US-IALE 2018 has ended
Back To Schedule
Monday, April 9 • 10:15am - 10:30am
TERRESTRIAL-AQUATIC ECOSYSTEM INTERACTIONS: Mallard Distribution and Wetland Network Modularity in the Prairie Pothole Region (PPR)

Sign up or log in to save this to your schedule, view media, leave feedback and see who's attending!

AUTHORS: Jessica Gorzo*, Chris Wright – Natural Resources Research Institute

ABSTRACT: Distance thresholds define habitat connectivity for waterfowl, which vary during the stages of their annual cycle. During the breeding season, many species of waterfowl in the Prairie Pothole Region (PPR) of the U.S. require a complex of wetlands within their home range for nesting, foraging and brood rearing. Ideal spatial configuration and requisite distances between wetlands within the breeding site are largely unknown, yet likely drive larger-scale patterns of waterfowl distribution. Mallard (Anas platyrhyncos), the most common species in the PPR, are driven to settle breeding sites by conspecific attraction. Suitable habitat changes inter-annually with the spatially dynamic wetland conditions in the PPR. We aimed to test if annual mallard “hot spots” correlated with modularity of wetland networks at various spatial scales, and if correlations between hotspots and wetland network metrics varied according to inter-annual weather conditions. We used the Global Surface Water Layer (GSWL) to identify and map wetlands in the PPR, generated by the European Union via remote sensing imagery of 30-m resolution. The raster dataset spans 1984-2015, which includes high variability from severe drought through wet years in the PPR. We built upon the work of Janke (et al. 2017), who performed a hot-spot analysis annually during the study period from the Waterfowl Breeding Population and Habitat Survey (WBPHS). We investigated the relationship between mallard hot/cold spots (measured via a Z-Score from the Gi* test, spdep package in R) and characteristics of wetland network modules at 1km, 5km and 10km scales using regression trees and random forests. We found that network characteristics better predicted mallard Z-Scores than raw measures of wetland number or density within the vicinity of the survey segment. The most influential scale of wetland network modules varied with weather conditions, and thus characteristics of the networks local to each segment in a given year.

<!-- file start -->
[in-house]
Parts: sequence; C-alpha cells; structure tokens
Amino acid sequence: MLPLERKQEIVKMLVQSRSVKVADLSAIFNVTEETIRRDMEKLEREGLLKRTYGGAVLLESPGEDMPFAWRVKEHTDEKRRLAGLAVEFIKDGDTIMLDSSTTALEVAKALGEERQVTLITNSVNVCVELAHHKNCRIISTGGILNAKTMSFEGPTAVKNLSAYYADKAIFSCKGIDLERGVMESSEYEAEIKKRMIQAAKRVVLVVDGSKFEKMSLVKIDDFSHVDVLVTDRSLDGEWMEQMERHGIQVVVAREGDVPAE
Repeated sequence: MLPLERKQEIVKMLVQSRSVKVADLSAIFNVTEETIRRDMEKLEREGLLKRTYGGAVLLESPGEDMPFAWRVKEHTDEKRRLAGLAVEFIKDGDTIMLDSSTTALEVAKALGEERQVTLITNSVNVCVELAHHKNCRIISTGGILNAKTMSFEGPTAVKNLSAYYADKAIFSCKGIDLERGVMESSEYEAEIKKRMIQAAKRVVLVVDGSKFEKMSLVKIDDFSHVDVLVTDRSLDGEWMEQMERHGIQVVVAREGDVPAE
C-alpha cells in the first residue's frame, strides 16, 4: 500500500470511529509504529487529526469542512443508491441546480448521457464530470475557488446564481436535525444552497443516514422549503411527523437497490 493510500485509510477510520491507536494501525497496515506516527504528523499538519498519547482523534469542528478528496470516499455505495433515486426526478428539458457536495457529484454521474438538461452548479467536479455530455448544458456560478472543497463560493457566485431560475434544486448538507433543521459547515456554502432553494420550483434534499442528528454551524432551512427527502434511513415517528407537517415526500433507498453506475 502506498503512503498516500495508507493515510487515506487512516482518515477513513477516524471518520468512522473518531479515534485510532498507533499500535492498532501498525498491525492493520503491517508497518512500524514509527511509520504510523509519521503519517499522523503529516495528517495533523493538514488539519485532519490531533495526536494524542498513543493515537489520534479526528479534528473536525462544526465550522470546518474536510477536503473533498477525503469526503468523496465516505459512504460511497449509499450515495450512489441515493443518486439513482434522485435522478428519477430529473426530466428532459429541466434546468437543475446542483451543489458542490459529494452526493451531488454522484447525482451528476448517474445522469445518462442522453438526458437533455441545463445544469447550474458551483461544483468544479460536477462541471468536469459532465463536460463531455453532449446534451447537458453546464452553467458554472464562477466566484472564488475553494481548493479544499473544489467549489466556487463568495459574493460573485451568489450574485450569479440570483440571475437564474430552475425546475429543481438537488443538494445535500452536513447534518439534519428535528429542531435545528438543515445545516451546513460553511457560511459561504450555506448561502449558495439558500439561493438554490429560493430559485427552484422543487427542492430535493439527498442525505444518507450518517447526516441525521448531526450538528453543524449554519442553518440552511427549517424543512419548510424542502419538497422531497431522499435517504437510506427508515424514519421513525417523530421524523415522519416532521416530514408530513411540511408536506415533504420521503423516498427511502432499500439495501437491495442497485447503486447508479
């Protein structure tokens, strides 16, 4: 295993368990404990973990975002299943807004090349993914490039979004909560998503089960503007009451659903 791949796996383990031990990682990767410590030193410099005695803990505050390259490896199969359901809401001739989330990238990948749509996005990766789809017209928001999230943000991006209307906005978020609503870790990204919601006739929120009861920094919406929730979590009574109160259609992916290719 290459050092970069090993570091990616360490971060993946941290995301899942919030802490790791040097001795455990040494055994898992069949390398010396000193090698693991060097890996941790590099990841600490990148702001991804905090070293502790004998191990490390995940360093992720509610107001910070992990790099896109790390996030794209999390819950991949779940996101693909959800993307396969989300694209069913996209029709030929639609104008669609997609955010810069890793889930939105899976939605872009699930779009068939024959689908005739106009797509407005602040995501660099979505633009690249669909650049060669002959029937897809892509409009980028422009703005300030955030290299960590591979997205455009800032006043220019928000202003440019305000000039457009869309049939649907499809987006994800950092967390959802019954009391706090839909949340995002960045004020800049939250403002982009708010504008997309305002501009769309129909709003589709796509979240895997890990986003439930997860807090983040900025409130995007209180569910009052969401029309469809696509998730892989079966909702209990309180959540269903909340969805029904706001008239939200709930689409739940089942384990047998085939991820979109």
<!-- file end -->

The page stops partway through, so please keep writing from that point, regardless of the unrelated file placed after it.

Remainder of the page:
Monday April 9, 2018 10:15am - 10:30am CDT
LaSalle 1 (7th Floor)

Attendees (1)